[R-meta] Recommendations on quantifying heterogeneity in three-level meta-regression

Jens Schüler jens.schueler at wiwi.uni-kl.de
Tue Nov 21 10:01:12 CET 2017

Hi Wolfgang,

thank you very much for the honest clarification of the current situation on
this matter.
Spending a weekend pondering over these issues, I was really left unsure
about what is appropriate/applicable.
Now I have to see what reviewers expect or how they feel about this.


-----Ursprüngliche Nachricht-----
Von: Viechtbauer Wolfgang (SP)
[mailto:wolfgang.viechtbauer at maastrichtuniversity.nl] 
Gesendet: Donnerstag, 16. November 2017 21:38
An: Jens Schüler <jens.schueler at wiwi.uni-kl.de>;
r-sig-meta-analysis at r-project.org
Betreff: RE: Recommendations on quantifying heterogeneity in three-level

Hi Jens,

Maybe Mike can also chime in here, but I don't think metaSEM and metafor do
anything fundamentally different here. Consider this example:


dat <- get(data(dat.konstantopoulos2011))
dat$year <- dat$year - 1976

res0 <- rma.mv(yi, vi, random = ~ 1 | district/school, data=dat,

res1 <- rma.mv(yi, vi, mods = ~ year, random = ~ 1 | district/school,
data=dat, method="ML")

### pseudo R^2 values
round(max(0, (res0$sigma2[1] - res1$sigma2[1]) / res0$sigma2[1]), 4) ###
level 3 round(max(0, (res0$sigma2[2] - res1$sigma2[2]) / res0$sigma2[2]), 4)
### level 2

res2 <- meta3(yi, vi, x=year, cluster=district, data=dat)

It takes a bit of time to match things up, but you will find that the
results are pretty much the same.

I agree with Mike that one needs to be cautious about computing 'I^2-like'
measures for such models. The code on the metafor website (i.e.,
ilevel_models) is pretty much a logical extension of one way of how I^2 can
be computed for standard RE models and it is there because I have received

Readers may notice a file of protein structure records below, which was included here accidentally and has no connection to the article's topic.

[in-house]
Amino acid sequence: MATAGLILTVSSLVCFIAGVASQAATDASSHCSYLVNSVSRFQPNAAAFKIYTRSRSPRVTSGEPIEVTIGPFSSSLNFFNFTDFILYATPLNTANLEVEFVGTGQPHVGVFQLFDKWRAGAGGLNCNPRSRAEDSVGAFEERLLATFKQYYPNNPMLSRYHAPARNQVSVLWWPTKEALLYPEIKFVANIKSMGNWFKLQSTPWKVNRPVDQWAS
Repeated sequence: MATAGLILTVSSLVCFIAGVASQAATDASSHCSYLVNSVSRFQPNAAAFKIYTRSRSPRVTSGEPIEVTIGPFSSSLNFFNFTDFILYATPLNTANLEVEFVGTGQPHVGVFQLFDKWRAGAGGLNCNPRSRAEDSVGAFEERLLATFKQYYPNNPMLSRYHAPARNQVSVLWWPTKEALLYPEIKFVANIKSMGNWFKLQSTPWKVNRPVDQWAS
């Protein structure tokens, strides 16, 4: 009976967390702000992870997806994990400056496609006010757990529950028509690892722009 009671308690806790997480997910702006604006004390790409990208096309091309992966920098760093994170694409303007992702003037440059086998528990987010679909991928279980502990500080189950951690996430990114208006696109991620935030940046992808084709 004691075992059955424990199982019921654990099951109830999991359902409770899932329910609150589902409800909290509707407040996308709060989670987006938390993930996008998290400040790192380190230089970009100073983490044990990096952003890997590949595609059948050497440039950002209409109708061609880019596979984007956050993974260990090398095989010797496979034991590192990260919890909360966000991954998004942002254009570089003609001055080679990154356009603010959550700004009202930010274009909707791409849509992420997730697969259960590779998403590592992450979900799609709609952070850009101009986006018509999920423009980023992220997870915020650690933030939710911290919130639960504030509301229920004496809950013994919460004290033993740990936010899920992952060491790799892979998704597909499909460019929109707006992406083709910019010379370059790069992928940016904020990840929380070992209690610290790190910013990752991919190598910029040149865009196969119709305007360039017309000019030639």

many questions on how to compute I^2 for more complex models, but there is
no consensus yet as to how this should be done. Heck, there isn't even
consensus on how to compute I^2 for standard RE models!

Also, the interpretation of I^2-like measures computed based on models that
include moderators/predictors is somewhat nebulous (to the point that one
could question whether it is even useful to compute such things).


Wolfgang Viechtbauer, Ph.D., Statistician | Department of Psychiatry and
Neuropsychology | Maastricht University | P.O. Box 616 (VIJV1) | 6200 MD
Maastricht, The Netherlands | +31 (43) 388-4170 | http://www.wvbauer.com 

>-----Original Message-----
>From: R-sig-meta-analysis [mailto:r-sig-meta-analysis-bounces at r-
>project.org] On Behalf Of Jens Schüler
>Sent: Thursday, 16 November, 2017 14:26
>To: r-sig-meta-analysis at r-project.org
>Subject: [R-meta] Recommendations on quantifying heterogeneity in 
>three- level meta-regression
>Dear all,
>I am currently working on a three-level meta-regression and I am a bit 
>unsure about how to properly/adequately report heterogeneity in such 
>mixed-effect models (whereas it is pretty clear cut for regular "two- 
>level" meta-regressions e.g. the recent best practice recommendations 
>of Gonzalez-Mule & Aguinis 2017
>Currently the metafor rma.mv function provides us with variance 
>estimates for both levels and a Q-test on residual heterogeneity. 
>Moreover, we are provided with code on how to calculate I2 in 
>multilevel models, which I did (http://www.metafor- 
>Turning towards the metaSEM package of Cheung, he reports variance 
>estimates (no predictors vs. predictors) for both levels and R2 
>#m odel-1-type-as-a-covariate). However, not I2. In his book (Cheung 
>2015) reports, on page 186, some formulas on how to calculate I2 and 
>ICC in three-level models but ends with a cautionary note that we lack 
>further insight in order to make reliable statements on that matter.
>Hence, I am a bit left in the dark in terms of what is currently 
>appropriate (or how to defend such choices) and would like to pick your 
>brains on that issue.
>Best regards
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